The lock – like the others is manually operated just like it was when first opened.  The top of each lock gate is a walkway to allow people to walk from one side of the canal to the other – just like Kari is doing here.

Recreational Boats


Cruisin’ The Crowd

 Situated in southwestern Quebec this community of 40,000 sits on an island in the Saint Lawrence River.  The Saint Lawrence runs along the north shore while the Beauhamois Canal runs along the south with the Port of Valleyfield being part of the canal.

The “Salaberry” part of the name comes from Colonel Charles de Salaberry – an office in the British Army during the war of 1812.  “Valleyfield”is named after the Valleyfield Mills – a paper mill south of Edinburgh, Scotland.  The pulp and paper mill that originated the community was named after the Valleyfield paper because at the time the highest quality paper came out of that Scottish paper mill.

Since 1938 Valleyfield has hosted international hydroplane races under the name, Les Regates de Valleyfield.  And for the years 2010 and 2011 we were fortunate to be invited to watch the race from a private riverside garden hosted by a friend of ours and his family.

One of our favourite classes is the Grand Prix (GP) which is a class that run supercharged big-block motors.  The are between 23′ and 26′ long, the motors produce up to 1500 hp and they can get up top 170 mph on a straight stretch.

Our favourite boat in that class is GP59 or Baby Doll, piloted by Mario Maraldo.  

Baby Doll III was built by the owner and crew between 1993 and 1998 – first run in 1998.

Mario is the world’s oldest Grand Prix driver.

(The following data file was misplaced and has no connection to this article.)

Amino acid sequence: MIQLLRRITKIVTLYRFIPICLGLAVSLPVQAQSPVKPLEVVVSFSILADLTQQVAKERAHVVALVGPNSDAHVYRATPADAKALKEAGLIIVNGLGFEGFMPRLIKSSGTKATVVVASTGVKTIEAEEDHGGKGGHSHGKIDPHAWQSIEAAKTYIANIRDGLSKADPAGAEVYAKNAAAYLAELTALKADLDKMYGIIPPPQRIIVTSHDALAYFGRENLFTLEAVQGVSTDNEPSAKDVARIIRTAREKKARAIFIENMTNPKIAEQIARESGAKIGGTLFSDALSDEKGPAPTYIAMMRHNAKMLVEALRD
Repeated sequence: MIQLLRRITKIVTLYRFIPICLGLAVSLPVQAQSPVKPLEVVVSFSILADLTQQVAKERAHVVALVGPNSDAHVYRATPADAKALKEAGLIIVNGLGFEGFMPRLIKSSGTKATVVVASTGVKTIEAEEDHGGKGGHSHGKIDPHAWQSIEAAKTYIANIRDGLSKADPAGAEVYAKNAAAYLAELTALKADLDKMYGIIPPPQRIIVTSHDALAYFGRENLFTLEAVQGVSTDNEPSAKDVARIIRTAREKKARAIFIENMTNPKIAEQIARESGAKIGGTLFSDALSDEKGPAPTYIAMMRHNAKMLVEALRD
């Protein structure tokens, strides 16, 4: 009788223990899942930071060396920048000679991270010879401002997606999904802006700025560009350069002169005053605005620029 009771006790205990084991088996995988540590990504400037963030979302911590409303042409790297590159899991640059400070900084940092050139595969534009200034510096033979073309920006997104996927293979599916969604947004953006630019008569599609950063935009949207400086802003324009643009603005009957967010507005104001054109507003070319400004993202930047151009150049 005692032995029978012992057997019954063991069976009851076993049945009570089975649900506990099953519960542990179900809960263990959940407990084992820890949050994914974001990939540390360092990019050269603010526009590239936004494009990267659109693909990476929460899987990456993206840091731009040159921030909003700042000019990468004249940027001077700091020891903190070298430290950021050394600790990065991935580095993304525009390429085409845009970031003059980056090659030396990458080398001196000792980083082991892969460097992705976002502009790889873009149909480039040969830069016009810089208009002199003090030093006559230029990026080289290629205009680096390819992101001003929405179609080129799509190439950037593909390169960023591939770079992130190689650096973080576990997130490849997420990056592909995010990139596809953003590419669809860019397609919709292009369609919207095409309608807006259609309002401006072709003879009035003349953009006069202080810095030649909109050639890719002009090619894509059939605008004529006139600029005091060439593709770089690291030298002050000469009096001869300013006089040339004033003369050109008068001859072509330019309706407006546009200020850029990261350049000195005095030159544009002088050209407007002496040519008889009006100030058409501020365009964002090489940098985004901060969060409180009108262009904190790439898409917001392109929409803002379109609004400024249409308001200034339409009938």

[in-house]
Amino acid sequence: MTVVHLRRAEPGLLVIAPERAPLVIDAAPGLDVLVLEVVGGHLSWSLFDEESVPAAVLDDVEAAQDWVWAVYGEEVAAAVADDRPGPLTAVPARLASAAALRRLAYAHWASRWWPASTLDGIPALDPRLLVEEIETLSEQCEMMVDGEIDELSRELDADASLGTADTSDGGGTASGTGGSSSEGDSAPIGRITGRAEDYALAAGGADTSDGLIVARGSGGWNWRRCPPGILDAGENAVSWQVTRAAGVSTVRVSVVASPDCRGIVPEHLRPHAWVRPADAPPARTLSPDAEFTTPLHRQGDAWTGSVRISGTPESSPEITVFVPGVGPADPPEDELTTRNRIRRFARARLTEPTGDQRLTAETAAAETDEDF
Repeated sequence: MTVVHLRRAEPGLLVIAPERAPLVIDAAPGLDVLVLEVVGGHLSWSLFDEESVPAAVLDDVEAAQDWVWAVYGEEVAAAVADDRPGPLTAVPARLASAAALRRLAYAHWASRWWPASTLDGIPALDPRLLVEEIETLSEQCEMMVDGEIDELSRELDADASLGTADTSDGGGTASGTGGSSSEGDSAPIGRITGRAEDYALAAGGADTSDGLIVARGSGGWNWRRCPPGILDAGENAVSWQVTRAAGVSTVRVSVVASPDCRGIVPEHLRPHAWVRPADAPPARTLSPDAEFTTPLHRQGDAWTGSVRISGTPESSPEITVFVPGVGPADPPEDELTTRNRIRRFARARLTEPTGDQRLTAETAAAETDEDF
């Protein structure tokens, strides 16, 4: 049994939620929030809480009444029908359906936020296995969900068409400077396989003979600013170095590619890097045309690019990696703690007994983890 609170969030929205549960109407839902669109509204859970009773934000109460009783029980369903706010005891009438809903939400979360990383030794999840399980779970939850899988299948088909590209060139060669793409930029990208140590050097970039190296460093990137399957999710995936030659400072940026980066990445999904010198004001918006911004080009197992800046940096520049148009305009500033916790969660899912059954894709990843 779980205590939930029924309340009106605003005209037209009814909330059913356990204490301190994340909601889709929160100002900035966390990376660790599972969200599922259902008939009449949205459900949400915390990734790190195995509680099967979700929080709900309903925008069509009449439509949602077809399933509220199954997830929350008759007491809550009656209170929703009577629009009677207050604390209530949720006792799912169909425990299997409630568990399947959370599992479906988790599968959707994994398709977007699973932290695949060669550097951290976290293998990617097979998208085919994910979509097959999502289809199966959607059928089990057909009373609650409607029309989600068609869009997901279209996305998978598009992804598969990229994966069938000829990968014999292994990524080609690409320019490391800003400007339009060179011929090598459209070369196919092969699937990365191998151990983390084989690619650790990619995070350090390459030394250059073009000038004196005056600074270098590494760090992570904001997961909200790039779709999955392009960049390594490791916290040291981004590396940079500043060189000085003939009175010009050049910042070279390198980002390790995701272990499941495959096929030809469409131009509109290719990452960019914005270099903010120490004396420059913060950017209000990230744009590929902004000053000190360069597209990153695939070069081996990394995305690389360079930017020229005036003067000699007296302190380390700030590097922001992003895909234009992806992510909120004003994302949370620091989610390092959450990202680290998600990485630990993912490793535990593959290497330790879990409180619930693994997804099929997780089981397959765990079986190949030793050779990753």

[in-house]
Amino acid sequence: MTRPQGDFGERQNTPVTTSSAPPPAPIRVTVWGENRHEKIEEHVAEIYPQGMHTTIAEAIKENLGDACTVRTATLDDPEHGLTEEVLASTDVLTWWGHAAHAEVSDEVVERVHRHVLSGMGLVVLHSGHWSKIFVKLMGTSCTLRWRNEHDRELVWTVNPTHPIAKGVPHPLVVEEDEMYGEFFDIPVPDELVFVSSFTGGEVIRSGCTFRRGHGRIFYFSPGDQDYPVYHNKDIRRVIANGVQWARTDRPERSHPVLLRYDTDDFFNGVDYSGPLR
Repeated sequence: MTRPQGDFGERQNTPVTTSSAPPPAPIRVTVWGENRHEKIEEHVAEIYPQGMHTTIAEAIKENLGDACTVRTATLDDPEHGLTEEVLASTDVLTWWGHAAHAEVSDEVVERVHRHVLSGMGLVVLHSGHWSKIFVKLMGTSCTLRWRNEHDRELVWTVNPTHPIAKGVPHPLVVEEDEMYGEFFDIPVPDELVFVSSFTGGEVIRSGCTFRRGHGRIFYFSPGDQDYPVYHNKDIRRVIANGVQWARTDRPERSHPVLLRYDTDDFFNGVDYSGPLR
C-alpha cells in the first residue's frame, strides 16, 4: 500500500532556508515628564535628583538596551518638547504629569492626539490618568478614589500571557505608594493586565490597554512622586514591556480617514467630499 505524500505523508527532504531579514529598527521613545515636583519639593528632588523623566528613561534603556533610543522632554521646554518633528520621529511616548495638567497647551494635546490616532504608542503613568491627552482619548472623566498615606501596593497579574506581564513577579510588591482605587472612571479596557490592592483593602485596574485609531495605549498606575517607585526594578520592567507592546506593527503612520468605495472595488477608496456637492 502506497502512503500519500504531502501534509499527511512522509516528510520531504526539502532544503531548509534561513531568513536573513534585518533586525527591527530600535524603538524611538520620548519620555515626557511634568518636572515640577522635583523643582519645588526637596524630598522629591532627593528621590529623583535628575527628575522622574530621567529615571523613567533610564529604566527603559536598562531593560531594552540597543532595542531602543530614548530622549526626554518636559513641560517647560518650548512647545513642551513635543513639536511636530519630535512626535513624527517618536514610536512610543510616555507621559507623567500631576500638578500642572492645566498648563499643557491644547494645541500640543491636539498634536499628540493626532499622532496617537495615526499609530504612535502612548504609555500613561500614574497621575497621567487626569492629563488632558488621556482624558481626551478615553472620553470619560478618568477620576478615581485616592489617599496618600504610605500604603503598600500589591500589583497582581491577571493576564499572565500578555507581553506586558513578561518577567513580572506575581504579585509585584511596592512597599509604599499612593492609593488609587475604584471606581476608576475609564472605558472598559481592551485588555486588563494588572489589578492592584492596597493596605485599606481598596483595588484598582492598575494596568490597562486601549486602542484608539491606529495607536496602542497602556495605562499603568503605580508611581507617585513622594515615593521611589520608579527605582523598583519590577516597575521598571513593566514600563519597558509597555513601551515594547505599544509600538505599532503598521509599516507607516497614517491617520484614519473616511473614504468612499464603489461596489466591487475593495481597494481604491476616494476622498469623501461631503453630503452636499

2001 – Eastern Divisional Champion – Cambridge Maryland

2002 – 1st Place – Hydro Super Series

2004 – High Point Champion

2011 – Summer Nationals Champion

Colours and designs emphasis the action of the sport.  Boats have great paint jobs and the teams always look great.  Even when they’re standing in the pits waiting for their boat to come in.

These three shots really tell the story of dedicated fans.  The real hydroplane racing fanatics get as close to the waters edge as possible.  Our host is in the green shirt on the right. He is able to tell which boat is coming at him – what position it’s in for the heat – it’s chances of winning – and all it’s history.

Here They Come
There They Go

This is what Hydroplane Racing is all about.  Speed, skipping, floating and sometimes flipping across the water.  No race is complete without a lot of spray in every corner.

 “A hydroplane is, quite simply put, an airplane with its wings removed. As the craft skims along, air enters the tunnel – the empty space between the two pontoons – and lifts up the boat so that the only components touching the water are (or nearly so…) the propeller and pontoons.”   Event Profile

One For The Money
Two To Get Ready
Three For the Show

Not all the boats that race in Valleyfield are Hydroplanes.

Other classes include:

Jersey Speed Skiffs

 Originally used for rum running during prohibition. 

These boats are more affordable for the average boat racing enthusiast offering a lot of fun.  They also provide a lot of entertainment for the audience since they can be very unpredictable.  

The boats are 16′ long and can get up to about 80 mph.

Super Stocks 

This is one of the “Runabout” classes these boats used big block engines that run on gas – very competitive and get over 100 mph.

Pro Stock Runabouts 

This “Runabout” class moves into modified 500 cubic inch motors running on methanol, aviation fuel and plain old gas.  They reach speeds over 120 mph.

Go Cat …..

And when you come out for a day of racing – don’t forget to dress your part!

More Information About The Regatta